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Your January Random Movie Club Results Are In!

Tagline: A Comedy About Drama

Preshow Entertainment: AMERICA SINGS!, Griffin Dunne on The Tonight Show (1985)


It's really quiet. The camp is deserted. The lake is still, ominous. Teens are making out, some even going round the bases. Then - that music. That signature breathy music. An axe is being dragged on the jagged ground while the teens remain happily oblivious in their world of sin, and...ooops...that's Crystal Lake. This is Camp Ovation, where the axe is swapped out for the acts. This...is a performing arts camp.

The irony behind CAMP, a 2003 movie about said performing arts summer camp, is that the actors are playing actors, and neither incarnation are very good at acting. Performances are weak, awkward and self-conscious, all which reveal the players' inexperience. Yet in spite of, or because of this, CAMP flies its flag high. In an atmosphere of pap like CAMP ROCK and the HIGH SCHOOL MUSICALS, CAMP is a small breath of fresh air, though it's unfortunately not enough to save anyone's life.

The story takes place at Camp Ovation, a movie version of the actual Stagedoor Manor upstate New York. Manor, referred to as a "breeding ground for talent," saw the likes of Natalie Portman (EVERYONE SAYS I LOVE YOU), Mandy Moore, Bijou Phillips (BULLY), Jennifer Jason Leigh (FAST TIMES AT RIDGEMONT HIGH) , Bryce Dallas Howard (SPIDER-MAN 3), Helen Slater (SUPERGIRL), Robert Downey, JR. (KISS KISS BANG BANG) and Lea Michele. It also sprang Todd Graff, who wrote and directed CAMP.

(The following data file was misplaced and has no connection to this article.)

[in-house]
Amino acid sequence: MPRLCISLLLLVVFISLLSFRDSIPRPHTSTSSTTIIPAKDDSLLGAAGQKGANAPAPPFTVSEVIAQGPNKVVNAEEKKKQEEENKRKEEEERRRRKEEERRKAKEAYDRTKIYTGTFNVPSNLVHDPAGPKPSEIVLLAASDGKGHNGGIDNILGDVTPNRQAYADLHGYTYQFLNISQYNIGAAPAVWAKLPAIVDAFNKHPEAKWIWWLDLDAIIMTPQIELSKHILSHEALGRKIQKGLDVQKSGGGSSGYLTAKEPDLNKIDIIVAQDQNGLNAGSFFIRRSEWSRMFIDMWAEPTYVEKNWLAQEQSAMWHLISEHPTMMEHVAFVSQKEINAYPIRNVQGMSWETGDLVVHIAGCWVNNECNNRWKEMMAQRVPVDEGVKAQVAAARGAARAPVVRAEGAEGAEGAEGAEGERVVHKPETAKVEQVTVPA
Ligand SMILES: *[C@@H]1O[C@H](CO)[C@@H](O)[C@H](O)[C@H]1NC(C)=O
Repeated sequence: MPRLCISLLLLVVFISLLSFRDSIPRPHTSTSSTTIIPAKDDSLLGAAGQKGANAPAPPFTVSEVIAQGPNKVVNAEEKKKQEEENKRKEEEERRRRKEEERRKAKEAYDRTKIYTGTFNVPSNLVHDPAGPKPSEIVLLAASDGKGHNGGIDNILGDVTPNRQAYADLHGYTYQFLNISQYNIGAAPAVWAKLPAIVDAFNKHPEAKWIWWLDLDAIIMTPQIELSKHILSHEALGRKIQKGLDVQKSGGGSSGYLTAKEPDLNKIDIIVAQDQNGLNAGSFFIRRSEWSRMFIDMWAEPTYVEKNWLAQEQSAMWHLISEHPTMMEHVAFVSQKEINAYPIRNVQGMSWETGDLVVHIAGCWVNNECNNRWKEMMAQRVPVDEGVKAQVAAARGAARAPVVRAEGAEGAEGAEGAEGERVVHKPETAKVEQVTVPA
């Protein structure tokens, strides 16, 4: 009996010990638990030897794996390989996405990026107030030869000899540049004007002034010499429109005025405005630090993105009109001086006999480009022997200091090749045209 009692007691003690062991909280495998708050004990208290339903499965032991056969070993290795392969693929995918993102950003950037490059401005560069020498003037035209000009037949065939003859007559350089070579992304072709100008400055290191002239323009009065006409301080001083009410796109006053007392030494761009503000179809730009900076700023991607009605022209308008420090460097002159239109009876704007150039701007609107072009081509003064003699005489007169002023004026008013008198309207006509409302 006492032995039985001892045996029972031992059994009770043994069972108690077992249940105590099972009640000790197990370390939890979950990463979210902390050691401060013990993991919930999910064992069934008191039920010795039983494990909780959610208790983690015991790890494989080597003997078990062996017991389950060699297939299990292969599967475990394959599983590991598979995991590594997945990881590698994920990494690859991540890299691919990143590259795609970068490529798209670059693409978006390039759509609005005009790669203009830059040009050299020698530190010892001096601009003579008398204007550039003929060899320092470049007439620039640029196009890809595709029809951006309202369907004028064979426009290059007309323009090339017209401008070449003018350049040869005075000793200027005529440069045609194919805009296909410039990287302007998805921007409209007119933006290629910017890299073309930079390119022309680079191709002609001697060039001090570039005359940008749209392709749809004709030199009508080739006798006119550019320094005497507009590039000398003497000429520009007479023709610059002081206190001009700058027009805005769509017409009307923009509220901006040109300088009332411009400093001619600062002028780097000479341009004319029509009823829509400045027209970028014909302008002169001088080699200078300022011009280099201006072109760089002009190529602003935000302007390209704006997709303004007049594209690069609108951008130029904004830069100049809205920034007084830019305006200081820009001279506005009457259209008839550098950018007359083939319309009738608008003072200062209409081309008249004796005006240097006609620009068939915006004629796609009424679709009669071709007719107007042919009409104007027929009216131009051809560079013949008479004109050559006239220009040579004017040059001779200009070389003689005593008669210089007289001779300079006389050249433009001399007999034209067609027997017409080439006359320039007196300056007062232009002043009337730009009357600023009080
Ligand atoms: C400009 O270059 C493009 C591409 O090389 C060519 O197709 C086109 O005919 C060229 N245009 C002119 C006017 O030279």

CAMP cold opens with a gospel musical number, HOW SHALL I SEE YOU THROUGH MY TEARS, from the musical THE GOSPEL AT COLONUS. This was jarring for me. Though I've never seen the musical, I know the song (and album) well. So when they started singing this obscure song from a show that only played a few months on Broadway in the 80s, I was already confused. It was like meeting a friend on the street while you're in another country. The performance is intercut with kids saying goodbye to parents, getting on buses and traveling to Ovation where they will go through the pains of a FAME-like boot camp and being a misfit teenager. But does it all have to be such a bummer? Every character carries some sort of woe, especially when it comes to the prom; one took her brother, one watched from the bushes, one stayed home eating cookie dough and one was beaten up. It's the subtext of CAMP - misfits will always have it hard, not only in school but also in the world. Except when on stage, where they get to be someone else.